In fact, as soon as she heard about him, a woman whose little daughter was possessed by an impure spirit came and fell at his feet. The woman was a Greek, born in Syrian Phoenicia. She begged Jesus to drive the demon out of her daughter.
“First let the children eat all they want,” he told her, “for it is not right to take the children’s bread and toss it to the dogs.”
“Lord,” she replied, “even the dogs under the table eat the children’s crumbs.”
Then he told her, “For such a reply, you may go; the demon has left your daughter.”
-Mark 7:25-29 (NIV)
I was riding the Chicago El this week, and a couple of stops after I got on a young man in his late teens or early twenties stepped into my train car. I was reading, and didn’t pay much attention when he first got on. But when he started speaking, I looked up and took notice.
I couldn’t help but take notice, in fact. He was talking to the whole car, at a pretty high volume.
He asked for our attention, politely. I looked around a little, and noticed most of the other riders concentrating even more intently on their newspapers, phones, or the view out the windows. He noticed too, because he asked again for us to listen, this time a little more urgently. He wanted us to hear his story, as it turns out.
His father had kicked him out, he told us, just the latest in a long series of disagreements between father and son. He had spent the previous night trying to sleep on the El, and most of that day trying to get people to listen to his story and give him enough money to get a bus ticket to Rockford, where he had a cousin he could stay with.
In between telling the story, he begged - literally begged - a couple more times for people to listen. And a quick look around the train car said that he wasn’t having much luck with that. The other riders had probably never been so interested in whatever they happened to be looking at. Maybe it was the buzz-cut hair and neck tattoos that made people uncomfortable. Maybe it was the strangeness of the situation. Whatever the reason, nobody was looking at him, even though they couldn’t help but hear.
I don’t know how genuine the young man’s story was. I’m sure there was more to the story than he was telling. But I know that it can’t be easy for someone to stand up in a train car crowded with Chicagoans who have seen and heard everything and try to get them to listen to you. And, as much as he wanted the money, he desperately wanted someone - anyone - to hear his story. To hear him.
It occurred to me, as the kid talked, just how many people I have in my life to listen to me. That’s one way to count your blessings, I guess: to tally up the people in your life you could call if you needed someone just to listen, to really hear you. Most of us have two or three people, at least. Quite possibly a lot more than that.
This kid didn’t know who to talk to except a train full of strangers.
I wonder if the Phoenician women Mark tells us about could have related to the kid I met on the train this week. It must have been difficult for her to get anyone to listen when she talked about her daughter; what could anyone do, after all? I think of parents I know whose kids are sick, or disabled, and how they’ll talk to anyone and do anything if they think it’ll help, and I imagine that everyone in her town knew who this woman was. I wonder if they crossed the street when they saw her and her daughter coming. I wonder if the town’s doctor closed up shop early on days she had an appointment. I wonder if former friends had stopped coming by to see her. I wonder why the girl’s father isn’t mentioned in the story.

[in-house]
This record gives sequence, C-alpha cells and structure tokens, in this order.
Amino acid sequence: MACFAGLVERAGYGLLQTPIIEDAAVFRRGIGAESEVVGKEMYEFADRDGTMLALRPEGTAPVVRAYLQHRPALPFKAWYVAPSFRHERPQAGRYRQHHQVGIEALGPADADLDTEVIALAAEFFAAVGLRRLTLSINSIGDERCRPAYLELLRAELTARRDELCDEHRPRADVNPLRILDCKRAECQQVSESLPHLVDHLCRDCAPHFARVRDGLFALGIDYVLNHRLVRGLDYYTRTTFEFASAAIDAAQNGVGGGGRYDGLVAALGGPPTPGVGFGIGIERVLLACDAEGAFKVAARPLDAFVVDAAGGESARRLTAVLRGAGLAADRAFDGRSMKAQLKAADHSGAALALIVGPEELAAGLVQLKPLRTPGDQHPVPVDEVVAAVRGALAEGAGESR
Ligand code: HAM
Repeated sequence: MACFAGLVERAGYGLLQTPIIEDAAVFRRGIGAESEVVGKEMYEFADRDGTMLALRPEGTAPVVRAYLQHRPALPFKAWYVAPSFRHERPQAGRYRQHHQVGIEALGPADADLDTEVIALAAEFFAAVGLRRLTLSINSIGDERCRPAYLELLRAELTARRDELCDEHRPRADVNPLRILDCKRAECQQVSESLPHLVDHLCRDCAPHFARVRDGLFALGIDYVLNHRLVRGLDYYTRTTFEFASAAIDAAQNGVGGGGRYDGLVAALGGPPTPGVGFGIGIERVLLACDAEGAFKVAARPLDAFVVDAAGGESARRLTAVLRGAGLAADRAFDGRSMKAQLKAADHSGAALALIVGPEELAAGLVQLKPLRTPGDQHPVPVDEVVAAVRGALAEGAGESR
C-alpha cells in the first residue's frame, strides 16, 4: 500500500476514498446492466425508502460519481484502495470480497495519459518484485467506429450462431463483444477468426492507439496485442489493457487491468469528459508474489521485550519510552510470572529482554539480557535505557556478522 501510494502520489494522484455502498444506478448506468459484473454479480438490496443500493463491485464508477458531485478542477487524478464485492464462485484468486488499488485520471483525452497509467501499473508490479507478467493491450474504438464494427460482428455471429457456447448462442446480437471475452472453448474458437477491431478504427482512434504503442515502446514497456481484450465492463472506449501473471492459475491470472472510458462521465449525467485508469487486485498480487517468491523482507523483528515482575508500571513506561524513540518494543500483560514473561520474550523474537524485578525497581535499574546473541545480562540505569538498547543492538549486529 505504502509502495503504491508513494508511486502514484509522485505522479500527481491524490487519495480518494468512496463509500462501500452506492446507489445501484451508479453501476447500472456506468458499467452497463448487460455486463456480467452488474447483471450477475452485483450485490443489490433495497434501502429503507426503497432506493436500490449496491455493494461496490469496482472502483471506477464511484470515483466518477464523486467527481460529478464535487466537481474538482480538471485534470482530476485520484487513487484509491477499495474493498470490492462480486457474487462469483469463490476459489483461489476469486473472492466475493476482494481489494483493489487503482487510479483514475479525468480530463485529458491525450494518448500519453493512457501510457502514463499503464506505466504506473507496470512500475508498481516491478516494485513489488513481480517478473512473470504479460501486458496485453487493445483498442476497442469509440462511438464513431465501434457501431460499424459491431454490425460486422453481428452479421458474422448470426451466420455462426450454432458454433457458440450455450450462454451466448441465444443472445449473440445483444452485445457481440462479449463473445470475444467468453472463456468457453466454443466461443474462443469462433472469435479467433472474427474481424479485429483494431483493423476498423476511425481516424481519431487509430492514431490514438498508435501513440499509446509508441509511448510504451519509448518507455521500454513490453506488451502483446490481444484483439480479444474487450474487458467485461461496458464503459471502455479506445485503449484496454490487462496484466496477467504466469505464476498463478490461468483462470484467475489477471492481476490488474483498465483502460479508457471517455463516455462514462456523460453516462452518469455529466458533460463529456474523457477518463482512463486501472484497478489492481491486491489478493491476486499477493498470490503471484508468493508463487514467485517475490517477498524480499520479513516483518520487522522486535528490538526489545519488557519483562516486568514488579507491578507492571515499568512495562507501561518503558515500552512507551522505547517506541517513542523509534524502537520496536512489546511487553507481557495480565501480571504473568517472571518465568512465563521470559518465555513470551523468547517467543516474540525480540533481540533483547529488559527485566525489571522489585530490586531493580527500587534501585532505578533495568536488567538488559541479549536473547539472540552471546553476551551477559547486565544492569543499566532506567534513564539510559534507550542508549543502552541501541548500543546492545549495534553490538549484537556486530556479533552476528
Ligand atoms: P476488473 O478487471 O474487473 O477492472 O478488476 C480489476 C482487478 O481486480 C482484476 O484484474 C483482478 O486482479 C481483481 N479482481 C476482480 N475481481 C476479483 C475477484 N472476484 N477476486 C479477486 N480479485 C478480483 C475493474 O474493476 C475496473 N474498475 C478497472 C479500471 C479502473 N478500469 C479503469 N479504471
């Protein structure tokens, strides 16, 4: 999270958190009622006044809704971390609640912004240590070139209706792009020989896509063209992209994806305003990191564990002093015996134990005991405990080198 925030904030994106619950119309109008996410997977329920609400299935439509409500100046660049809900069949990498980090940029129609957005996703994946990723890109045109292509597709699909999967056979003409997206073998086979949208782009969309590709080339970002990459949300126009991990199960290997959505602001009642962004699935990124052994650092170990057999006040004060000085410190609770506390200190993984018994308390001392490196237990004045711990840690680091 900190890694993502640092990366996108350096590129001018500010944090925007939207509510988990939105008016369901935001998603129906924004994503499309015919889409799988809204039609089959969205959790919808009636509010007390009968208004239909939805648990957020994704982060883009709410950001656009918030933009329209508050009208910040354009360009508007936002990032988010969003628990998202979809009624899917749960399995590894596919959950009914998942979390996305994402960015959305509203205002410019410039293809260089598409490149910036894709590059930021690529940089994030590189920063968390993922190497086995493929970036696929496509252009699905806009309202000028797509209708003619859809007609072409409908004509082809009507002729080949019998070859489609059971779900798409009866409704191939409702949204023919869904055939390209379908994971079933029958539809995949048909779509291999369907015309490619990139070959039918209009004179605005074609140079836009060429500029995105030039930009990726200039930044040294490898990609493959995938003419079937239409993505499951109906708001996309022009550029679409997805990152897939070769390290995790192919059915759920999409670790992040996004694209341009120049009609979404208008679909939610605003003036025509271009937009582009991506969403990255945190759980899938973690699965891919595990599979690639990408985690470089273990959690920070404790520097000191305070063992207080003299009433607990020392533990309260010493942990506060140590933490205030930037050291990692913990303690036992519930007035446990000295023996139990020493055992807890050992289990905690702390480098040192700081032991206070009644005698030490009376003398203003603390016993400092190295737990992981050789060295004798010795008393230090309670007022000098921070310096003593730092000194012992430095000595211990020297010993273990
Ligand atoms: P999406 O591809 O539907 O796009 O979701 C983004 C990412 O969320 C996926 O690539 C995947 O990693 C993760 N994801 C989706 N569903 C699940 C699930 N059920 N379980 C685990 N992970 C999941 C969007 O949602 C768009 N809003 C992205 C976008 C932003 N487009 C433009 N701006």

When your child is demon-possessed, it must be hard for people to listen and care.
So when this heartsick, weary, lonely mom hears that Jesus is in town, she has to see him. Surely he’ll listen to her story. Surely he’ll help her daughter. She’s used to asking for help, so it’s not even hard for her to beg. She falls to her knees, hands reaching out in supplication, tears springing from her eyes, and she begs him to help her daughter.
And Jesus...Jesus dismisses her.
“Let the children eat all they want,” he says. “It isn’t right to give the childrens’ food to the dogs.”
It sounds harsher to our ears than it would have to hers. Most likely, Jesus was simply pointing out the priority of his mission to Israel. Non-Jews would have their chance with the good news too, but first, God’s covenant people would have the chance to receive him. This woman’s faith is admirable, but her timing is terrible.
She could have dropped her head and shuffled home. She could have given up, abandoned hope when the one person that she just knew would listen to her story pushed her away. Then again, she’s a mom with a daughter who needs her help, and so, no, she really couldn’t give up. Instead, as Jesus turns to go, she speaks up one more time: “You know - the dogs can eat the crumbs the children drop....”
And Jesus can only shake his head in amazement.: “For that reply, go home and you’ll find your daughter well.”
Two things. One, people who follow Jesus should listen to the stories other people tell. Even those who we think we have little in common with, those who we struggle to understand and whose stories don’t make much sense to us at first hearing - they need someone to listen, too. They need us to care enough to look them in the eye and hear what they think is important enough to tell us. We might be the only ones to listen, and even if we can’t solve their problems we can care enough to listen, and pray for them, and point them to the One who heals and saves and forgives.
Second, we always have someone who will hear us. When there’s no one else to listen to your story, no one else who you think might understand - Jesus listens and understands. He won’t always tell you what you want to hear, or do what you want him to do exactly when you want him to. But he’ll listen, and he’ll stoke whatever embers of faith he finds glowing in your heart.